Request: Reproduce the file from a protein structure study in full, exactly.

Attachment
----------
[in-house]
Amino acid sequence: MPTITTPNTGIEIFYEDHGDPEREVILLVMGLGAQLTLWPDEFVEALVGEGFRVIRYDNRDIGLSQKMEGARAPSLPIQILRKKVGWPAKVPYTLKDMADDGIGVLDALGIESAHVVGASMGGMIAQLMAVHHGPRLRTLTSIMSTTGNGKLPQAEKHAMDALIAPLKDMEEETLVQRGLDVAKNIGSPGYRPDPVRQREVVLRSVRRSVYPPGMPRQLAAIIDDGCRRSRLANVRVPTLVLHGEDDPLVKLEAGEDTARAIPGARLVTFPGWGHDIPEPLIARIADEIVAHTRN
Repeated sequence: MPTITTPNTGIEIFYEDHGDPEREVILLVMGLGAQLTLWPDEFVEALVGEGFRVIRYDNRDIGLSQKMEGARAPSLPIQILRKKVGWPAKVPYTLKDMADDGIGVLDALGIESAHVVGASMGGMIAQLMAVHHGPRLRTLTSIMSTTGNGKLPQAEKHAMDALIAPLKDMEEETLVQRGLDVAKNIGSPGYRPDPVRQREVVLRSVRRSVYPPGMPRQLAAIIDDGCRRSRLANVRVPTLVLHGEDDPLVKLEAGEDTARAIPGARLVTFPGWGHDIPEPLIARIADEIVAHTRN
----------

[in-house]
Amino acid sequence: MPTITTPNTGIEIFYEDHGDPEREVILLVMGLGAQLTLWPDEFVEALVGEGFRVIRYDNRDIGLSQKMEGARAPSLPIQILRKKVGWPAKVPYTLKDMADDGIGVLDALGIESAHVVGASMGGMIAQLMAVHHGPRLRTLTSIMSTTGNGKLPQAEKHAMDALIAPLKDMEEETLVQRGLDVAKNIGSPGYRPDPVRQREVVLRSVRRSVYPPGMPRQLAAIIDDGCRRSRLANVRVPTLVLHGEDDPLVKLEAGEDTARAIPGARLVTFPGWGHDIPEPLIARIADEIVAHTRN
Repeated sequence: MPTITTPNTGIEIFYEDHGDPEREVILLVMGLGAQLTLWPDEFVEALVGEGFRVIRYDNRDIGLSQKMEGARAPSLPIQILRKKVGWPAKVPYTLKDMADDGIGVLDALGIESAHVVGASMGGMIAQLMAVHHGPRLRTLTSIMSTTGNGKLPQAEKHAMDALIAPLKDMEEETLVQRGLDVAKNIGSPGYRPDPVRQREVVLRSVRRSVYPPGMPRQLAAIIDDGCRRSRLANVRVPTLVLHGEDDPLVKLEAGEDTARAIPGARLVTFPGWGHDIPEPLIARIADEIVAHTRN